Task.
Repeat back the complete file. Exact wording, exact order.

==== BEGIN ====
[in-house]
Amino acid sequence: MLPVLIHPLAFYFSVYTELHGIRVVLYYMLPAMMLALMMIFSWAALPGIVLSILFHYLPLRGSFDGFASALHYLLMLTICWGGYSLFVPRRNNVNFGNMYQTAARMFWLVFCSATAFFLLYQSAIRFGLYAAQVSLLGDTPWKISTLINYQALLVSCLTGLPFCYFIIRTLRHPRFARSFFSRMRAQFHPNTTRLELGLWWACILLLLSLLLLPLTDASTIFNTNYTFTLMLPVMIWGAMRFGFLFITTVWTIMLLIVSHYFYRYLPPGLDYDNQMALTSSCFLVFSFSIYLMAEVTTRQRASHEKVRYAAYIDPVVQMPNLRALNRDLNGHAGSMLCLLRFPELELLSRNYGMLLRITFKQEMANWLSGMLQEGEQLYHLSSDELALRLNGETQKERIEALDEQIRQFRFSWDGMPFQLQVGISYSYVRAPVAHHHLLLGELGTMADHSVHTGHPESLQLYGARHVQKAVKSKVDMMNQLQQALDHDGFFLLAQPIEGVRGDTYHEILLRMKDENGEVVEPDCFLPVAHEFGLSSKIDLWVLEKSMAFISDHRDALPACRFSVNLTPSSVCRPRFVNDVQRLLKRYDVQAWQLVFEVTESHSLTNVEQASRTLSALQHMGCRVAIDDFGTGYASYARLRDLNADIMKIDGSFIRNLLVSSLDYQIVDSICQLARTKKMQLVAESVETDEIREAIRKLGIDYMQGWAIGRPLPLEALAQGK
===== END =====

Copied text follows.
[in-house]
Amino acid sequence: MLPVLIHPLAFYFSVYTELHGIRVVLYYMLPAMMLALMMIFSWAALPGIVLSILFHYLPLRGSFDGFASALHYLLMLTICWGGYSLFVPRRNNVNFGNMYQTAARMFWLVFCSATAFFLLYQSAIRFGLYAAQVSLLGDTPWKISTLINYQALLVSCLTGLPFCYFIIRTLRHPRFARSFFSRMRAQFHPNTTRLELGLWWACILLLLSLLLLPLTDASTIFNTNYTFTLMLPVMIWGAMRFGFLFITTVWTIMLLIVSHYFYRYLPPGLDYDNQMALTSSCFLVFSFSIYLMAEVTTRQRASHEKVRYAAYIDPVVQMPNLRALNRDLNGHAGSMLCLLRFPELELLSRNYGMLLRITFKQEMANWLSGMLQEGEQLYHLSSDELALRLNGETQKERIEALDEQIRQFRFSWDGMPFQLQVGISYSYVRAPVAHHHLLLGELGTMADHSVHTGHPESLQLYGARHVQKAVKSKVDMMNQLQQALDHDGFFLLAQPIEGVRGDTYHEILLRMKDENGEVVEPDCFLPVAHEFGLSSKIDLWVLEKSMAFISDHRDALPACRFSVNLTPSSVCRPRFVNDVQRLLKRYDVQAWQLVFEVTESHSLTNVEQASRTLSALQHMGCRVAIDDFGTGYASYARLRDLNADIMKIDGSFIRNLLVSSLDYQIVDSICQLARTKKMQLVAESVETDEIREAIRKLGIDYMQGWAIGRPLPLEALAQGK